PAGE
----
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Cynthia Najdowski:

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Lacking adequate knowledge about one's rights could inhibit the likelihood of exercising one's rights or lead one to unwittingly violate laws that place legitimate limits on these rights. Thus, the present research examines First Amendment knowledge as well as competence to apply this knowledge in relevant circumstances. Results revealed that one-quarter of participants failed a test of objective knowledge on First Amendment rights. Furthermore, participants' belief in their ability varied depending on their level of knowledge, in line with the Dunning–Kruger effect. Participants also failed to transfer their limited objective knowledge to “real-world” situations, exhibiting impaired First Amendment competence. These findings suggest that US residents' levels of knowledge and competence related to First Amendment rights and protections could be improved to promote a safe, knowledgeable, and democratic society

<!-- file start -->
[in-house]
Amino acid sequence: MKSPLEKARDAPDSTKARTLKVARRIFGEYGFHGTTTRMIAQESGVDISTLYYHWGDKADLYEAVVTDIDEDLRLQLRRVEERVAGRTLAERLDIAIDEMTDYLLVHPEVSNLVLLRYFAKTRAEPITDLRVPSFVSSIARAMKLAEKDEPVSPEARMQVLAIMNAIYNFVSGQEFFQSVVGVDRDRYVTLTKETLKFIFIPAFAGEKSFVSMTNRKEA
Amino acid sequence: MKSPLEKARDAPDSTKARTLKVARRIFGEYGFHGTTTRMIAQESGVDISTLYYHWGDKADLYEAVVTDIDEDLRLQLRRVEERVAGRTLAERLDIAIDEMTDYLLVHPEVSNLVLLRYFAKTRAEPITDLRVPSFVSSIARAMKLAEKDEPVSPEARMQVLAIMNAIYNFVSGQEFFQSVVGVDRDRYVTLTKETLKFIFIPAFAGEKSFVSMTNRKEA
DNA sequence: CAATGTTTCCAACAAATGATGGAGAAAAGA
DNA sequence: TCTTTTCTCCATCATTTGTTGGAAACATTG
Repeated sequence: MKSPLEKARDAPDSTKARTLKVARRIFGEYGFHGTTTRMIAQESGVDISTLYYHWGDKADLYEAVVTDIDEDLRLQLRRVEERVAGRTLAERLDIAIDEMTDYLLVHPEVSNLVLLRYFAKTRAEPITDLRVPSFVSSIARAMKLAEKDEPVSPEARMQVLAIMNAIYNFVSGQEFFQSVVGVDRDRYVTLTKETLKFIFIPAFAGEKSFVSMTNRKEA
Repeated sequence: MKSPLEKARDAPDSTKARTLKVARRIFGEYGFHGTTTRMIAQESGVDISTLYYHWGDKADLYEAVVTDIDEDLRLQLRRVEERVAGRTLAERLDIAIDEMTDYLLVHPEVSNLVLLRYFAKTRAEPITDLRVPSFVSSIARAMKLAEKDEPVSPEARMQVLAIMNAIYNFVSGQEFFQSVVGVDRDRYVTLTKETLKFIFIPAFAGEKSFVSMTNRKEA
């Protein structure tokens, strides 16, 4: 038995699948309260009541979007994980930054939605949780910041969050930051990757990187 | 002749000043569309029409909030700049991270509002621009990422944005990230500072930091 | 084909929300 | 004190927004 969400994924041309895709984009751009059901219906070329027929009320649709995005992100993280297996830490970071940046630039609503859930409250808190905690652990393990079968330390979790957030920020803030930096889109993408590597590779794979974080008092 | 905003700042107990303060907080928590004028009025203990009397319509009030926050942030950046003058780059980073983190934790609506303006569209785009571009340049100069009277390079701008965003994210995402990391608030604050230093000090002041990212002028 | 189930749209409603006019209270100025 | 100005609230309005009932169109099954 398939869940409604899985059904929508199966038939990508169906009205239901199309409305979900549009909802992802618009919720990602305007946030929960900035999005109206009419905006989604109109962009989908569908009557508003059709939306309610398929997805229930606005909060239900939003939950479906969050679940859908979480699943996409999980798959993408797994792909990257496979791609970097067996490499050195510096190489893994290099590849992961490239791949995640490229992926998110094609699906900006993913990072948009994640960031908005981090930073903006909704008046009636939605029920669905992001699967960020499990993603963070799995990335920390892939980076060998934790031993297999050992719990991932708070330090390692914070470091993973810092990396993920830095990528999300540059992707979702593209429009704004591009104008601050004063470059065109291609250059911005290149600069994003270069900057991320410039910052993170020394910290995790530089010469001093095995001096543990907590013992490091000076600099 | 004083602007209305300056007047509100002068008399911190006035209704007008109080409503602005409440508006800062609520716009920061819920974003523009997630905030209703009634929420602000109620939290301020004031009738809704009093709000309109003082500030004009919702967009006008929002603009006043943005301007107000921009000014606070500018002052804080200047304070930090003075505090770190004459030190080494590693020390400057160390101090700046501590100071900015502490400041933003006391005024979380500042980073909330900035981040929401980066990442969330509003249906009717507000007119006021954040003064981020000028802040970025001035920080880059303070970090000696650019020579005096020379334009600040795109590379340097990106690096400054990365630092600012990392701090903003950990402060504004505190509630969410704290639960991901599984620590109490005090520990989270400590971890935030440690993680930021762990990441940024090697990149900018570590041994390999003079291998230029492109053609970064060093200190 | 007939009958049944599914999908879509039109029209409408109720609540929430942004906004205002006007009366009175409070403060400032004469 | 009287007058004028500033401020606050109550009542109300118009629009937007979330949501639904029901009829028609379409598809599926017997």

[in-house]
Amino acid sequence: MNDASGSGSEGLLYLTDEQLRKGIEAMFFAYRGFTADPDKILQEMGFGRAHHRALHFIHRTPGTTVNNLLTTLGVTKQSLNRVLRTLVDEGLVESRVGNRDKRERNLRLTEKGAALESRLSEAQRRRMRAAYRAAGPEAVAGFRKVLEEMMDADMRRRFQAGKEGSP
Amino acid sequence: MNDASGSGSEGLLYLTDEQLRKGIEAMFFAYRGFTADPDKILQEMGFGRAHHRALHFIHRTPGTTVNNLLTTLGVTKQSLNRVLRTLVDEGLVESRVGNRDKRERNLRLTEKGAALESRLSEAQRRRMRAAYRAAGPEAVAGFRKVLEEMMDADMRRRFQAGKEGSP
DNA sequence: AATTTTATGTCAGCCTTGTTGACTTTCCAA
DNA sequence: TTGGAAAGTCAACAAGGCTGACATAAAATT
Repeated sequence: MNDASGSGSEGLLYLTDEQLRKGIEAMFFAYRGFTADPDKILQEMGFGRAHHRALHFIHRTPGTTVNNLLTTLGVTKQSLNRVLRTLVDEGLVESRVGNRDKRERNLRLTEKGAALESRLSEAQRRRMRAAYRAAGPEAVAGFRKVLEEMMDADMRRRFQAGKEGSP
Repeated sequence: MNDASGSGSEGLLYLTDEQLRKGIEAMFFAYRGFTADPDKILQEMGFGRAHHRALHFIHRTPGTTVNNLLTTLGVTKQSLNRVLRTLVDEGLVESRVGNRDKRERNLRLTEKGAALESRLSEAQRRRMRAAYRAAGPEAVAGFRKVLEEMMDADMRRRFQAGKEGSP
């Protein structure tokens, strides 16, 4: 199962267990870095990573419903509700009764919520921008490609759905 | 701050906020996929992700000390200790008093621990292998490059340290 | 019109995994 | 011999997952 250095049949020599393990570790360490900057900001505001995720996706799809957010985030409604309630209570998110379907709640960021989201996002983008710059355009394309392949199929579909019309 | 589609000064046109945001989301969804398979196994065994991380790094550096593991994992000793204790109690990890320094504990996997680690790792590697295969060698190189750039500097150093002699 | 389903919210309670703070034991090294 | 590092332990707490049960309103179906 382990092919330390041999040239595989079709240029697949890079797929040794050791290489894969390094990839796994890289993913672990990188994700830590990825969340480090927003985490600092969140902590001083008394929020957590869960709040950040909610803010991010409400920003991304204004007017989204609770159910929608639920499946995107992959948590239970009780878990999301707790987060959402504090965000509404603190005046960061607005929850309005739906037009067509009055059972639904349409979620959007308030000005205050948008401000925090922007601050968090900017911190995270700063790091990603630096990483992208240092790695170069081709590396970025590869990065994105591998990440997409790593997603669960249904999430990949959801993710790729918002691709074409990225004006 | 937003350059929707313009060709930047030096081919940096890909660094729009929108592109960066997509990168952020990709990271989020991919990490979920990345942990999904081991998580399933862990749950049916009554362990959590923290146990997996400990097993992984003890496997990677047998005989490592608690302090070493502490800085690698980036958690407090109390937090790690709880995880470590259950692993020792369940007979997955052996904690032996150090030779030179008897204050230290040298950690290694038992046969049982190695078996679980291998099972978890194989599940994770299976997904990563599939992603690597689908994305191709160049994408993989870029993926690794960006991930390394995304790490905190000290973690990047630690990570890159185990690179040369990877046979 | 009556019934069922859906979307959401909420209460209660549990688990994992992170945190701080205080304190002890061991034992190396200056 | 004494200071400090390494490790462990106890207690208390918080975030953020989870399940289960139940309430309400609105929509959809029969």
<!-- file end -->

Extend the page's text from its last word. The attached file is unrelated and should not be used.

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This is the Author’s Original Manuscript. The version of the record appears here: Bernstein, K. M.,† & Najdowski, C. J. (Advanced online publication). First Amendment knowledge and competence in U.S. residents. Behavioral Sciences & the Law.

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Creative Commons Attribution 4.0 International License
This work is licensed under a Creative Commons Attribution 4.0 International License.



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